After an incredible run on home values in 2021, real estate investors are looking ahead to 2022 to see where the real estate market could be headed. Given that fix-and-flippers, in particular, rely on accurate predictions of future value, knowing where things could be going is a key facet of their business. While no one has a crystal ball, some indicators and data can be used to help us formulate predictions. Consider these four predictions for house flipping in 2022.
Values will rise at a slower pace
Big players, including publicly traded companies like Zillow (NASDAQ:Z)(NASDAQ:ZG), have said that they expect increases in home values to cool a bit in 2022. The company's August 2021 to August 2022 forecast, released last month, predicts home prices will grow at a mere 11.7% instead of 19.9% as in the prior 12-months.
The company has doubled down on the theory of slowing real estate values by pulling out of its iBuying business, which was essentially a tech-driven fix-and-flip model. Zillow said that its purchase costs exceed potential sale prices even after repairs and renovations are made to add value.
Fannie Mae's latest housing report predicts home prices will rise closer to 7.4% in 2022.
Realtor.com's September summary found that the pace of price increases fell in both August and September, the first back-to-back monthly decrease in the past year. This indicator shows that home sales could be slowing, which would, ultimately, slow price growth and lead to a rebalance between supply and demand.
Home profit margins will continue to dip
ATTOM Data Solutions, a real estate analytics firm, found that profit margins for fix-and-flippers were at 10-year lows in the second quarter of 2021. Data for the third quarter hasn't been released yet, but given the rising costs and difficulties of getting supplies and materials for renovations, there's a strong chance this trend will hold for the remainder of 2021 and 2022. The report states that compared to the price the investor paid for the property and the price it sold for, home-flipping profit margins, or return on investment (ROI), were down to 33.5%. That is still hefty, but it also doesn't account for typical expenses associated with fix-and-flips, including holding, labor, and repair costs. In reality, profits could be much lower.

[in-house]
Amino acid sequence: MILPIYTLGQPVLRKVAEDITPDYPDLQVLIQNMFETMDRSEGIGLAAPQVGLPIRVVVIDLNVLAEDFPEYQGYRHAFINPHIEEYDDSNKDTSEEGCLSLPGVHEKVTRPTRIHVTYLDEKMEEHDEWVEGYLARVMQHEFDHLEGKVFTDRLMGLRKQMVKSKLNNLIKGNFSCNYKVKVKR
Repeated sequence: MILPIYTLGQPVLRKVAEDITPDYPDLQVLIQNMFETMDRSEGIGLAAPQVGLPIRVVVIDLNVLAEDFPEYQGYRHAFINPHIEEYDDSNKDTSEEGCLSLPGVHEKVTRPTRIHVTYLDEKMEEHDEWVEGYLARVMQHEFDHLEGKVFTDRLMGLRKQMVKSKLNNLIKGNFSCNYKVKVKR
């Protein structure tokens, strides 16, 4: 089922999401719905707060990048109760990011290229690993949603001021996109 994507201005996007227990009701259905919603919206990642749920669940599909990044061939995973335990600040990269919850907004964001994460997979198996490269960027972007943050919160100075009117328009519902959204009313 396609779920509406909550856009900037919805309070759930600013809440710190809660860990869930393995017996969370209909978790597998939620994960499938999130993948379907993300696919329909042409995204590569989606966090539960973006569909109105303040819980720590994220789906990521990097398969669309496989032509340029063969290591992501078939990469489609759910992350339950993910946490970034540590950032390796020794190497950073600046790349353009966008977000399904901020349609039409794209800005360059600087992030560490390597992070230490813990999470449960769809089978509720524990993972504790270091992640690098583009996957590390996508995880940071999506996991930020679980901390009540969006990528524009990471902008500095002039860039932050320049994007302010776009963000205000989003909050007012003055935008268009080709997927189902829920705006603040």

Supply and labor shortages will continue to be challenging
It may seem counterintuitive that profit margins are narrowing while home prices still are rallying. However, inflation, increased labor and materials costs, and supply shortages, have prolonged the time it takes to complete a flip while adding significantly to the cost. These conditions probably will continue into 2022, as worldwide supply chain issues persist. So, investors should prepare for more of the same in 2022.
Competition will remain high
Competition is heavy in the real estate investing world. Hot markets, like Naples, Florida; Washington, D.C.; and Kirkland, Washington, a suburb of Seattle -- three of the 10 highest profit-margin markets for fix-and-flip investors, according to ATTOM Data -- are often saturated with fix-and-flip investors. In my personal markets of St. Petersburg and Orlando, Florida, it is extremely challenging to find a worthwhile flip and not be outbid by the competition.
But individual investors aren't only competing with other fix-and-flip investors or everyday homeowners. Now, institutional buyers, including publicly traded real estate investment trusts (REITs), large hedge funds, and real estate investment firms, are flocking to the single-family housing game. These companies have the competitive edge of buying in bulk and access to cheap capital. Investors looking at one-off real estate owned (REO) properties in their local neighborhoods may start to see more homes bought by companies such as Invitation Homes (NYSE:INVH), Blackstone (NYSE:BX), or American Homes 4 Rent (NYSE:AMH), among others, making inventory even harder to come by in 2022.
It's not all bad news
This year was a tough one for fix-and-flip investors, and it appears 2022 will be similar. But that doesn't mean there aren't still investment opportunities. Investors have to be more diligent and creative than ever, finding new ways to source leads in 2022 while accounting for increased costs and labor and supply shortages. But a slowing market could be good news for investors, possibly translating into new opportunities. Time will tell.